Robert Neil WEIKERT, Petitioner and Appellant, v. STATE of Utah, Respondent and Appellee.
-- April 05, 2012
Robert Neil Weikert, Gunnison, Appellant Pro Se.
¶ 1 Robert Neil Weikert appeals the trial court's order dismissing his petition for postconviction relief as untimely. This is before the court on its own motion for summary disposition based on the lack of a substantial question for review. Rather than filing a memorandum in response to the motion, Weikert filed a second docketing statement, which we construe as his response. The second docketing statement also fails to state a substantial issue for review warranting further proceedings by this court.
¶ 2 Weikert's conviction was affirmed on direct appeal. See State v. Weikert, 2008 UT App 460U (mem.), cert denied, 207 P.3d 432 (Utah 2009). On April 21, 2009, the Utah Supreme Court denied Weikert's petition for certiorari. See State v. Weikert, 207 P.3d 432 (Utah 2009). Weikert filed his petition for postconviction relief in June 2011.
¶ 3 Under the Utah Post–Conviction Remedies Act (the PCRA), a petition for postconviction relief must be filed within one year after the cause of action accrues. See Utah Code Ann. § 78B–9–107 (2011). For Weikert, the cause of action accrued on April 9, 2009, when the supreme court denied certiorari. See id. § 78B–9–107(2)(d). Because Weikert did not file his petition until June 2011, more than two years after the denial of certiorari, the trial court issued an order to show cause permitting Weikert the opportunity to show why his petition should not be dismissed as untimely. See id. § 78B–9–106(2)(b) ( “Any court may raise a procedural bar or time bar on its own motion, provided that it gives the parties notice and an opportunity to be heard.”).
¶ 4 After briefing, the trial court dismissed Weikert's petition as untimely. Weikert argues on appeal that the trial court erred because the time to file his petition was tolled due to his incapacity. He also asserts that the trial court relied on grounds not actually put forth in his memorandum in response. We conclude that the trial court addressed Weikert's incapacity argument in its ruling and properly dismissed the petition.
¶ 5 Although the PCRA has a one-year statute of limitations, under certain circumstances, the time may be tolled. See id. § 78B–9–107(3). Section 78B–9–107(3) provides,
The limitations period is tolled for any period during which the petitioner was prevented from filing a petition due to state action in violation of the United States Constitution, or due to physical or mental incapacity. The petitioner has the burden of proving by a preponderance of the evidence that the petitioner is entitled to relief under this Subsection.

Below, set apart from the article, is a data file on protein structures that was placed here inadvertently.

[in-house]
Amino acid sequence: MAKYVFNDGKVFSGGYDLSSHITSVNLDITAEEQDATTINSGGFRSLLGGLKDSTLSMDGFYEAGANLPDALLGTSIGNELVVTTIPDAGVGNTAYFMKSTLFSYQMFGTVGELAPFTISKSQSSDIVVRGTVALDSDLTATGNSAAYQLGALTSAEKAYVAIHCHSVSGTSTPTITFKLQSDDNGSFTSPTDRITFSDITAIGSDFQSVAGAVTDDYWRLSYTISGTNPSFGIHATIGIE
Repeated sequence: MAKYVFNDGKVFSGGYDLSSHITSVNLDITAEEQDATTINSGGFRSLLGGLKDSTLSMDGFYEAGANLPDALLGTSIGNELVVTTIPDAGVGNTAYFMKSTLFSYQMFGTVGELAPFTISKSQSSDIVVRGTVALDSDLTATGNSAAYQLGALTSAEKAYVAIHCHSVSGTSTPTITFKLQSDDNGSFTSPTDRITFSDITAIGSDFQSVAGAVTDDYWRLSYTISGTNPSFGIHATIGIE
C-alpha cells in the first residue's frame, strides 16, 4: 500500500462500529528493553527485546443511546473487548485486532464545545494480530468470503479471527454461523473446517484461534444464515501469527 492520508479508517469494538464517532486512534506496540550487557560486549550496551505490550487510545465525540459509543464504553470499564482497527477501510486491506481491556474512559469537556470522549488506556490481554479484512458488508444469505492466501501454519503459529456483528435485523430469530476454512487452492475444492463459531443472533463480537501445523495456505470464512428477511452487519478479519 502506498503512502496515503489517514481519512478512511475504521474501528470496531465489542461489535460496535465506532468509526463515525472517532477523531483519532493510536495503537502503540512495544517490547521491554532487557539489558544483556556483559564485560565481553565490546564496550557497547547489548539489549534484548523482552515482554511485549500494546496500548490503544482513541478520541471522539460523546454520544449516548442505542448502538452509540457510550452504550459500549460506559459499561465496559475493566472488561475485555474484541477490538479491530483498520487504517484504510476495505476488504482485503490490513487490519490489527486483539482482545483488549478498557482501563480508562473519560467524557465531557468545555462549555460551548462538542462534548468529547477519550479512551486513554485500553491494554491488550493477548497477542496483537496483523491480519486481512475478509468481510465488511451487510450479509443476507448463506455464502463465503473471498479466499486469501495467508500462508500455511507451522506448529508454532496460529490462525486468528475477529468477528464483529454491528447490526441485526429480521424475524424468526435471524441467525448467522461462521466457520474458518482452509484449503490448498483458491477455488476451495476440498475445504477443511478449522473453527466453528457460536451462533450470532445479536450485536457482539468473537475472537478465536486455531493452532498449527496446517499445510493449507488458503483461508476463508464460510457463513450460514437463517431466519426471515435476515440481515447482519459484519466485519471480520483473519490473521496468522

¶ 6 Weikert asserts that the conditions of his confinement were so stressful that he was incapacitated and could not timely file his petition. However, he has asserted no specific facts and has provided no evidentiary support to establish that he was incapacitated during the time the limitations period was running. On the contrary, documents in the record show that he held a prison job prior to the expiration of the statute of limitations and that he filed a federal habeas corpus petition during that time. The severe conditions of confinement to which Weikert asserts he was subjected apparently did not occur until July 2010, when his privilege level was reduced. At that point, the time for filing his petition had already expired. Additionally, he had shown himself capable of pursuing legal relief in prosecuting the federal action. He also pursued relief through the grievance procedures at the prison even after his confinement conditions changed.
¶ 7 The trial court addressed Weikert's incapacity argument in its order of dismissal and did not overlook Weikert's asserted grounds for tolling the time. The trial court found that Weikert had not provided support for his claims of incapacity and, in fact, had shown himself to be capable of pursuing relief in other forums. We agree that Weikert did not establish any incapacity within the scope of section 78B–9–107(3). Because there was no circumstance that would toll the time to file a postconviction petition, the trial court did not err in dismissing Weikert's petition as untimely .1
¶ 8 Affirmed.
1. Weikert's other identified issues appear to relate to the merits of his underlying petition. However, only the matter of timeliness is before this court. Accordingly, we do not address the other issues because they are not relevant to the case on appeal in its present posture.